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Will a Once Upon a Time “favorite” put in another appearance? Who steps up when Blacklist‘s Red goes down? Are things looking “grave” for Revenge? Are you ready for the Grimm [spoiler]? Read on for answers to those questions plus teases from other shows.
RelatedMay Sweeps Scorecard: Weddings, Deaths, Breakups, Sex, Resurrections, Firings and More!
Are Once Upon a Time‘s Emma and Killian/Hook listed anywhere on TVLine’s May Sweeps Scorecard? –Bridget
Bound as I am by the strict rules of May Sweeps Scorecard Intel Gathering, I can only tell you this: Once has an entry in four, »
Following the return of the Bluth family to our screens with 2013’s Netflix-backed revival of Arrested Development, things have been awfully quiet. There has been mild chatter of the company wanting more, but nothing concrete has emerged about a new batch of episodes of the spin-off movie that the fourth series was initially supposed to set up. Now producer Brian Grazer has spoken on Grantland’s B.S. Report to suggest more is headed our way at last. “I love Arrested Development, but it was never a huge thing,” Grazer says. “But people are loyal to it, and we’re going to do another 17 episodes. So stay tuned for Arrested Development.” And that’s all he says. No dates, no comment from creator Mitch Hurwitz or any of the cast, nada. Not even a loose seal. Still, Grazer has often been a big cheerleader for more from the show, talking about »
While We’re Young, 2015.
Directed by Noah Baumbach.
The life, career and marriage of Cornelia and Josh is upended when they meet young and vibrant couple, Jamie and Darby who introduce them to a new way of living.
Actors are regularly tarred with the “they always play the same character” criticism. Call this the Michael Cera memorial opening. Although I’ll probably type those same six words later in this review, my thoughts are that I’d do the same. Wouldn’t you?
Accustomed to a certain life, we see how Cornelia (Naomi Watts) and Josh (Ben Stiller) react being out of their comfort zone as they hold friends, Fletcher and Marina’s new baby. An amusing opening scene that does well to lay the basis of the movie as well as to quickly captured both characters. »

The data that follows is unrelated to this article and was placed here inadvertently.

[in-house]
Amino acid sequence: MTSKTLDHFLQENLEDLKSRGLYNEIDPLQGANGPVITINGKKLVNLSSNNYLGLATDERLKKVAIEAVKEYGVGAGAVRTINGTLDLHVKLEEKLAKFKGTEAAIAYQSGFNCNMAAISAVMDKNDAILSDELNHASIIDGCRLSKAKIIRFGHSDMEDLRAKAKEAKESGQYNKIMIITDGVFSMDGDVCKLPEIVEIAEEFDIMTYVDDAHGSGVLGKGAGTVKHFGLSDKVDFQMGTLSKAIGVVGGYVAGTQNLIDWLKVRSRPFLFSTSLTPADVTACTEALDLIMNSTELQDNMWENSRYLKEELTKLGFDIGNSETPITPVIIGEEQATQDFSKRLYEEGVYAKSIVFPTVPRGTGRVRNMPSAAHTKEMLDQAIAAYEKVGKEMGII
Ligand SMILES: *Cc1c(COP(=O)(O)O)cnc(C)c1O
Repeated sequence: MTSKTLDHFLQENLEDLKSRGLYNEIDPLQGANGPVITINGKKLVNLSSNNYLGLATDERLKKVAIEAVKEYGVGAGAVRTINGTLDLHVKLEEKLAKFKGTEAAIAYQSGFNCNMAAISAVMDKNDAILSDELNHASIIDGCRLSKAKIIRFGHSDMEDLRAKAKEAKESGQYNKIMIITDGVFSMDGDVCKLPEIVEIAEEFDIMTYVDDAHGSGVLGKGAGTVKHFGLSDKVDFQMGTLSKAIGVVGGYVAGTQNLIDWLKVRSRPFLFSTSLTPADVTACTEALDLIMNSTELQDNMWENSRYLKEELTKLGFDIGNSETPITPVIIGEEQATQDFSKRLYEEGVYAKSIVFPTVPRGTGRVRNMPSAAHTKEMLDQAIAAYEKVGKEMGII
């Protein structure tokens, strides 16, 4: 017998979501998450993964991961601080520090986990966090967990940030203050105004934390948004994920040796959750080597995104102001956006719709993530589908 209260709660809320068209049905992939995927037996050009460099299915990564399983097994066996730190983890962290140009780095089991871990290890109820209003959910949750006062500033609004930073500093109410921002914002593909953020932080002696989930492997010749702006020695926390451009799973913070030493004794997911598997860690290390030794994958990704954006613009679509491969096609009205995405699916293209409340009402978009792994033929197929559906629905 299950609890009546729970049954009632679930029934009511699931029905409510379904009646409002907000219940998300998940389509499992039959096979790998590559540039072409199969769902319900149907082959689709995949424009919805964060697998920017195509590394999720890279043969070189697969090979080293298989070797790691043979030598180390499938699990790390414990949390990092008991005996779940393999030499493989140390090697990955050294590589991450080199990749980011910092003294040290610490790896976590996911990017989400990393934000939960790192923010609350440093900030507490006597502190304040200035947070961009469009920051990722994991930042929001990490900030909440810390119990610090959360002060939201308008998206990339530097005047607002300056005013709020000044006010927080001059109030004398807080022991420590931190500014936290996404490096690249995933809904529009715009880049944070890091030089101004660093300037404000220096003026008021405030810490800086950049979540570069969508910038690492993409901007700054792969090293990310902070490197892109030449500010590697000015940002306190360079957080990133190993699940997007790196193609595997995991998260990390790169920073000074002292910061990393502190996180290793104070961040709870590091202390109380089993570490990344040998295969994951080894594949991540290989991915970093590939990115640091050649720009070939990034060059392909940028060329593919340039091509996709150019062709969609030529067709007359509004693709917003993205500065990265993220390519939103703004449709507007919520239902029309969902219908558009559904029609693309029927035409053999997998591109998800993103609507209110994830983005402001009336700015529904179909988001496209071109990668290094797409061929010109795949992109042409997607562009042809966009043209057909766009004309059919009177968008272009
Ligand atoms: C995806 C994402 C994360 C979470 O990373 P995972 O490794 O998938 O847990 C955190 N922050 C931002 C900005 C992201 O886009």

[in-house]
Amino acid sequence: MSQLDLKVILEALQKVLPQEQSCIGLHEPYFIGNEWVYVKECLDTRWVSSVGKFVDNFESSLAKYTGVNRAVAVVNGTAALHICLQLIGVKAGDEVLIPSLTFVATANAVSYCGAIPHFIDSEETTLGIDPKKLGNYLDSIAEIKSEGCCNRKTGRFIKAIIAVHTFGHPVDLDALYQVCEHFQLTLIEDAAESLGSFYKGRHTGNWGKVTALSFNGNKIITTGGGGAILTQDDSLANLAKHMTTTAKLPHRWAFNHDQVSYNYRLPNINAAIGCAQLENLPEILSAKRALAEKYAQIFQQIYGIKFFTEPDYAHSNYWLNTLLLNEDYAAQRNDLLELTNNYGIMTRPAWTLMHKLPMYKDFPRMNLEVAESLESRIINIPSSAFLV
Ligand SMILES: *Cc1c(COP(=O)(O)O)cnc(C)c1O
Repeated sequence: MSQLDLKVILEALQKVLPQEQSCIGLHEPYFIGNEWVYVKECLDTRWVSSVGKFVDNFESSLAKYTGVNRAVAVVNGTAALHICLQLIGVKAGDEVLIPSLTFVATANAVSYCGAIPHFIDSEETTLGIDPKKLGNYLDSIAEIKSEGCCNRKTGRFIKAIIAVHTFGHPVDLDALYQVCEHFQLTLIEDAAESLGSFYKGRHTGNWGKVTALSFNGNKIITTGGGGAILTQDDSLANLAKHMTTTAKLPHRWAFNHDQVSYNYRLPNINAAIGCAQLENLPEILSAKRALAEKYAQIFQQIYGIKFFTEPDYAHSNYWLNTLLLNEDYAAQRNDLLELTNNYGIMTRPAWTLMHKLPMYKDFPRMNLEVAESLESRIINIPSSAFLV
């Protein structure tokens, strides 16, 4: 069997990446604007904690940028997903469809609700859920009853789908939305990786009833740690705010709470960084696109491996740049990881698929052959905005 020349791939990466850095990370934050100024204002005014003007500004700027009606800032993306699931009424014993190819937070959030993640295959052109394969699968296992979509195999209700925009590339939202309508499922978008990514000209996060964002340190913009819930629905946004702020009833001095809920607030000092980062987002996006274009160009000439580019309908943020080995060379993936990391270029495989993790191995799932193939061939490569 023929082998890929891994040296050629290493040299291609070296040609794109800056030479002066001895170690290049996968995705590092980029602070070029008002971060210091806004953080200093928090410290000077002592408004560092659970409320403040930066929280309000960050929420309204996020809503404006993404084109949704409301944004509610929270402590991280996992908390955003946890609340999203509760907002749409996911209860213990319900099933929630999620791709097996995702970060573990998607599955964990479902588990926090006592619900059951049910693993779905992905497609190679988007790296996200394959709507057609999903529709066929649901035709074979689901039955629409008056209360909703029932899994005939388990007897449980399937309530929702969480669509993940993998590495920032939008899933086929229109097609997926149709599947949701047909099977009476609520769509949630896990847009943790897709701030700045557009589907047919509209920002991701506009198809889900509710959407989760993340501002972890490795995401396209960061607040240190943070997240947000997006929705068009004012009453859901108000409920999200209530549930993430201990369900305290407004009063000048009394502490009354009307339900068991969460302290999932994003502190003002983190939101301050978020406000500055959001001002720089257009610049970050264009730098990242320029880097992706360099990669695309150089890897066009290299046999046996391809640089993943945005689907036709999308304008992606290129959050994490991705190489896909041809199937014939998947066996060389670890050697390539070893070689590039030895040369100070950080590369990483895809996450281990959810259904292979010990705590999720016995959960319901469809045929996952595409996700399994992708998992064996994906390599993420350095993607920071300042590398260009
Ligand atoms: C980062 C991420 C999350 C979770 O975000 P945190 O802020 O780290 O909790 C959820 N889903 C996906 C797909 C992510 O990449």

- Gary McCurry
Turkington plays an aging comedian on tour in the California desert who tries to reconnect with his estranged daughter.
The film premiered in Sundance and is a Jagjaguwar, Nomadic Independence and Made Bed Production in association with Arts + Labor, Autumn Productions, Epic Pictures Group and Complex Corporation.
Drafthouse Films has acquired North American rights to [link »
- firstname.lastname@example.org (Jeremy Kay)
The weirdest movie I saw at the 2015 Sundance Film Festival was Rick Alverson's "Entertainment," which Magnolia Pictures has acquired for Us release. As a road movie about a sad sack comedian (Gregg Turkington) touring the California desert and trying to reunite with his estranged daughter, it feels like David Lynch's take on Wim Wenders' "Paris, Texas." In a sweaty combover and sexual predator glasses, Turkington goes for squirm-inducing laughs as he debases himself. Indie actors stumble in and out of the film through a series of increasingly surreal and scary encounters, including Tye Sheridan as the younger, funnier comedian Turkington has to follow, John C. Reilly, Michael Cera and Amy Seimetz. The film was written by Alverson, Turkington and Tim Heidecker, whose Adult Swim program "Tim and Eric" clearly inspired "Entertainment"'s button-mashing humor and kooky malevolence. The film was produced by Ryan Zacarias, Ryan Lough, George Rush, »
- Ryan Lattanzio
Read More: Sundance Review: 'Entertainment' Features Neil Hamburger, the Saddest Comedian in the World Magnolia Pictures has picked up the U.S. distribution rights to the meta dark comedy, "Entertainment." Written and directed by Rick Alverson, "Entertainment" follows an aging comedian performing his way across small venues throughout the Southwestern United States. Gregg Turkington a.k.a. Neil Hamburger -- the latter of which is a comedic persona of the former -- stars in the main role. Tye Sheridan, John C. Reilly and Michael Cera make appearances throughout. "Entertainment" premiered at the Sundance Film Festival in the Next <=> section and most recently screened on the closing night of the Film Society of Lincoln Center's New Directors/New Films. A release date has not been set yet for "Entertainment." Magnolia plans to release "Tangerine," another Next <=> section alumnus acquired out of Sundance, during summer »
- Shipra Gupta
The film, directed by Rick Alverson (who previously made 2012’s “The Comedy”), follows an aging comedian (Gregg Turkington) as he performs at a string of underwhelming venues starting in Bakersfield, Calif. The trek unfolds with a supporting cast of John C. Reilly, Michael Cera, Tye Sheridan and Amy Seimetz.
“Entertainment” premiered at the Sundance Film Festival, and later screened at SXSW and as the closing night of New Directors/New Films, to good reviews. As Scott Foundas, Variety’s chief film critic, wrote earlier this year: “Alverson’s fourth feature is singular stuff, and it reconfirms the director as one of the true bold voice in the all-too-homogenous U.S. indie film scene … ‘Entertainment’ should have no trouble finding a fervent cult to call its own.”
The producers on the film are Ryan Zacarias, »
- Ramin Setoodeh